LAURA GRIMOND was one of those splendid invisible women who helped other women and political pluralism without seeking publicity for herself. She wrote little, cared for all and always supported liberal causes. She ignored hierarchy, despite (or perhaps because of) her heritage. She was a granddaughter of the prime minister Herbert Asquith and daughter of the formidable Lady Violet Bonham Carter. Supremely, she supported her husband, Jo Grimond, who inspired the Liberal Party's voice and kept this special strand in Britain's political voice alive throughout polarisation.
Jo was dedicated to the Liberal philosophy, sometimes to excess. Before their wedding, Jo proposed to get married in the morning and return to work in the afternoon. Laura dissuaded him.
One of Laura Grimond's concerns was the representation of women and the promotion of women's rights. 1987 saw the centenary of the Women's Liberal Federation. As the guests of Dame Christian Howard we celebrated in Castle Howard, once home of the Countess of Carlisle, who inspired the massive women's Liberal movement at the beginning of the century. I walked with Laura down the Long Gallery, filled with good paintings, display cabinets of silver and china and fine, free-standing sculptures. She remembered it well. 'As children, we used to play here. We played 'Are you there, Moriarty?' '
I handed over the presidency of the Women's Liberal Federation to Laura Grimond in 1983 and she was our President until 1985. Forty years before, her mother had taken over our presidency for the second time. Just before taking over herself, Laura was interviewed for Women's Hour. She reminded us of Mrs Prior, the first woman local councillor, in 1890, and of the row in 1914 to ensure that child-care benefits should be paid to the mother. Alas, this ghostly issue still haunts us.
We had good meetings in the Grimonds' London home, where friends and family came and went (occasionally acknowledged if conversation permitted) and a huge stew-pot in the kitchen ensured our material survival.
Laura contributed largely to her husband's electoral success in 1950 in the scattered Orkney and Shetland constitutency. Jim Wallace, Jo's successor in 1983, remembers her as his indefatigable and highly knowledgeable agent and thereafter for her continuing friendship and support. His election was promising, but Laura is also remembered for turning up at by-elections with far poorer prospects, tramping out to the worst part of the constituency, walking up the garden path, listening and explaining.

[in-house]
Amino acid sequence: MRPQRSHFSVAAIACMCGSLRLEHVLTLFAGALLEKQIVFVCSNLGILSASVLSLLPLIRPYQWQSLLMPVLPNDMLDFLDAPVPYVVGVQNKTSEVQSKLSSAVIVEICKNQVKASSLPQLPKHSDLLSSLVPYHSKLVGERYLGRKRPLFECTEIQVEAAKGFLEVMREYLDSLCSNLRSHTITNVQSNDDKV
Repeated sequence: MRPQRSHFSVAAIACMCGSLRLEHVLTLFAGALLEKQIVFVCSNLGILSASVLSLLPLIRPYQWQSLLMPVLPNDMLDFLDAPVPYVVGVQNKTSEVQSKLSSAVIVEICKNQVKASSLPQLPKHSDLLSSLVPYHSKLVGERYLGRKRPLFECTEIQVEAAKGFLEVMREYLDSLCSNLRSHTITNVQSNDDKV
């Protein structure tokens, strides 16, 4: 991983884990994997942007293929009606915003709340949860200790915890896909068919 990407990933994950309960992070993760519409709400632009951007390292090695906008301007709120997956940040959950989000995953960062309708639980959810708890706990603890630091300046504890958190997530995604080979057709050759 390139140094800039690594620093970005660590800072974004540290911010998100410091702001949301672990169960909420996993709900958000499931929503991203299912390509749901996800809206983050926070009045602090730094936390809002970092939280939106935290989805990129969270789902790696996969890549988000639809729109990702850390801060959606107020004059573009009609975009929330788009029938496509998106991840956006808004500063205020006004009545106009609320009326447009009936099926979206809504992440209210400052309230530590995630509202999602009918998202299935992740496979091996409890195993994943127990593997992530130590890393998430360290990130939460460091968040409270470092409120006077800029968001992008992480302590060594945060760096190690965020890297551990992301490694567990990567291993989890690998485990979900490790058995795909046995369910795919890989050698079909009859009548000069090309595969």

She stood for West Aberdeen in 1970 and it is a thousand pities that she was not elected to grace the House of Commons. Orkney would claim that it was their gain. Councillor for Firth and Harray, she became Chairman of Orkney Islands Council's Housing Committee.
Laura and Jo Grimond both strongly supported the fusion of the Liberal and Social Democrat parties and their friendship with Roy Jenkins contributed to the eventual birth of the Liberal Democrats.
Laura had a splendid mind, filled with history as well as with new issues. She contributed much to Liberal Party policy, notably on the rights of women and on defence. Her instinctive understanding of the needs of people who were deprived of rights and opportunities came from the heart. She saw everything clearly and translated it into practical work; delivering items for the Women's Liberal Federation's Chelsea Christmas Bazaar, the first person one was likely to see was Laura, telling us where to put what.
Laura Grimond's death follows not long after the death of her husband. As she never bothered about personal publicity and gravely underestimated her own contribution to the Liberal cause, maybe this as she would have wished.
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